Current Issue Back Issues Cards
Issue 12, Fall 2014
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From Socratic Seminar to Space Science,
   Brian Delgado
Assessing Quality Teaching,
   Kathleen L. Gallagher
72-Mile Classroom,
   Erina Chavez
Failure: The Mother of Innovation,
   Michael Martin & Christine Hoyos
Doing the Project First,
   Kelly Williams
When Teachers Exhibit,
   Joan S. Soble
Sizzle and Steak,
   Alec Patton
Designing a Collaborative Learning Environment in Math,
   David Corner
Home Visits,
   Melissa Agudelo

1: Toy Story
2: Practicing English by Playtesting Games
3: Wild Pond Protectors
4: In Their Skin
5: Zoomanity
6: Creative Collective:
    An Integrated Project of the Arts

7: Making New Members Feel Welcome:
    A Design Thinking Challenge

8: Food for Thought

Toy Story

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In the Toy Story project, second graders explored the essential question, “What is the magic of toys?” To investigate this idea deeply, our students visited a local preschool and became buddies with these young children. They surveyed their new friends to learn about the types of toys they like, their favorite colors, favorite characters and so much more. After finding trends in the data collected, the students used this information to design the perfect toy for their preschool buddy. After many drafts, critiques, revisions and prototypes the students took their designs to MakerPlace (a DIY workshop in San Diego) in order to professionally create the toys. Students also studied story elements by reading a variety of stories that have a toy as the main character. They incorporated the elements they learned into a story about the toy they created for the preschooler. And then they learned the writing process in order to publish their story in a board book for their buddies. Finally, our second graders returned to the preschool to give both the toy and the book to the preschoolers.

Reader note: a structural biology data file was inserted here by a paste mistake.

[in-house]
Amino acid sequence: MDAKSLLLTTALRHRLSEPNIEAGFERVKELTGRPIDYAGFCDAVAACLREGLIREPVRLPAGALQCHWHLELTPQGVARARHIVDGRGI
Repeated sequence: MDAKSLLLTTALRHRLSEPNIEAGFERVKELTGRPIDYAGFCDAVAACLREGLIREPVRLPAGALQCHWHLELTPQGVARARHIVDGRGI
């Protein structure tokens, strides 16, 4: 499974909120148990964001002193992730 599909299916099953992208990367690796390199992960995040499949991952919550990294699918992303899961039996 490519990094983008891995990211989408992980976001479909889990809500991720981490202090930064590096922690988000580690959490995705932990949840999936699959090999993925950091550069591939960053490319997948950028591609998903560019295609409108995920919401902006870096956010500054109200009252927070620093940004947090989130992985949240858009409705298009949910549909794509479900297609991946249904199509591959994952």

Teacher Reflections
When designing this project, it was important for us to have a product that was minds on, hands on, and hearts on. Since every second grader loves toys we thought that would be the perfect fit. This project felt like a great blend of allowing the students to have choice and be creative while learning many essential math, reading, and writing skills. Throughout the project, we wondered if our students would be upset to give away a toy and story they had worked so hard on but we were pleasantly surprised at their eagerness to give a gift to another child. We felt like the authentic audience in the project was also another driving force in its success.

Student Reflections
“The magic of toys is they can come to life. They encourage kids. They’re adventurous. They help kids imagine.”

“The magic of toys is that they have feelings too. They can talk!”

To learn more visit:!toy-story/c5ic